PERRY: it is really rewarding to sit here today.. But we were semi-panicked the entire time over not prevailing and being the posterchildren of a failed effort that, you know, despite every effort being made to do a good job, not persuading a judge. it was also scary at times. We were harassed, they were scared for our safety. We kept the blinds shut several days at a time. the entire time you wake up, you open the front door - Is that the day that they come?
BOB: The constitutional poster-child role is not easy, and it is not new. Susan Carle, civil-rights historian and professor of law at American University’s Washington College of Law, says plaintiff shopping is as old as the fight for equal justice under the law. The Plessy of the notorious Plessy-Ferguson decision was a so-called octoroon, selected to sit in a first-class train car explicitly so he would be refused service, to test laws permitting segregation.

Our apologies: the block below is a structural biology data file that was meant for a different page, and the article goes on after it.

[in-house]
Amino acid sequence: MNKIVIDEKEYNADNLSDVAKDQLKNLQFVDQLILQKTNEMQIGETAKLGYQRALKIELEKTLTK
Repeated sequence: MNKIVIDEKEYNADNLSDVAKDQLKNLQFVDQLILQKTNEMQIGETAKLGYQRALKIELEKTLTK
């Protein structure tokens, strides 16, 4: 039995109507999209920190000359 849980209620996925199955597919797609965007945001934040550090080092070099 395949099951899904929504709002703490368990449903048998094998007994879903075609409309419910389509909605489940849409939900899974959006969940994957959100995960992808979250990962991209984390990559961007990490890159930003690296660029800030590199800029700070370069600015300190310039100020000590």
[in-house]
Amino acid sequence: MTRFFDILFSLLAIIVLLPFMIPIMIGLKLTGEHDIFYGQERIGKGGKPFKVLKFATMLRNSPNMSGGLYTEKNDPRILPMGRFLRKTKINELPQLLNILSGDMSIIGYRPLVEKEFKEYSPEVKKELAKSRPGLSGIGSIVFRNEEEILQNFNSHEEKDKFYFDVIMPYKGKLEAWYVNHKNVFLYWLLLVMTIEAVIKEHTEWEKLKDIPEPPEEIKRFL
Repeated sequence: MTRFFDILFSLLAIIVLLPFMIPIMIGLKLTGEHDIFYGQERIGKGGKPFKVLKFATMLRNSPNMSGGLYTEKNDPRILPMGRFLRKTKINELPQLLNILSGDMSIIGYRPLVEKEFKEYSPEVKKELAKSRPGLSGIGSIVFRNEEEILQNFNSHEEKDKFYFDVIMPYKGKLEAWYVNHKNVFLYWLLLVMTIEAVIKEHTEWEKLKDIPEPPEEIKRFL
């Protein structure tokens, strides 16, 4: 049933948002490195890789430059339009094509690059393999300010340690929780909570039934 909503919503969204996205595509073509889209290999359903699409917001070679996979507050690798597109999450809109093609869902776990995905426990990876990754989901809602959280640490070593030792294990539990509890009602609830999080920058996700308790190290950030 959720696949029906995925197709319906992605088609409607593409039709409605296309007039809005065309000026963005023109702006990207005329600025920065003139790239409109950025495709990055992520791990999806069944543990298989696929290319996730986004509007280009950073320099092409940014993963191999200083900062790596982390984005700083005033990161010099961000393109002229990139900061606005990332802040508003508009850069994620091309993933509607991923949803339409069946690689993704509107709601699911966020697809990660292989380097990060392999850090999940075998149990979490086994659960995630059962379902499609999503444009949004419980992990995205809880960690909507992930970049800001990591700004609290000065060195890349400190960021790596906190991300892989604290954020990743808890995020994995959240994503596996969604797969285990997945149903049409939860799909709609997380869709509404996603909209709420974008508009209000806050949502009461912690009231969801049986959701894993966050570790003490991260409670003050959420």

CARLE: the earliest mention I can find of the strategy is a Baltimore organization called the Brotherhood of Liberty, and they were trying to use test case litigation to challenge transportation, segregation, the discrimination in bar admissions on the basis of race and other kinds of cases. the Brotherhood of Liberty was operating in the 1830s or so, so it goes back a long way.
BOB: Carle says that Brown v. Board of education, which overturned Plessy v Ferguson and ended legal segregation, consolidated local cases that…
CARLE:were very carefully chosen so that they represented jurisdictions all around the country - south carolina, Washington DC, Delaware, Prince Edward's county in Virginia and Kansas to make it very clear that this was a national problem and needed a national solution
BOB: Things don’t always go as planned. Bob Levy, in litigating District of Columbia v Heller, located 6 highly sympathetic plaintiffs. The National Rifle Association, which was mounting a parallel challenge, came with 5 more. All 11 had wonderful demeanors and harrowing, even heroic stories to tell. And 10 of 11 were kicked out of the litigation, because they did not meet the DC Circuit’s threshold of standing.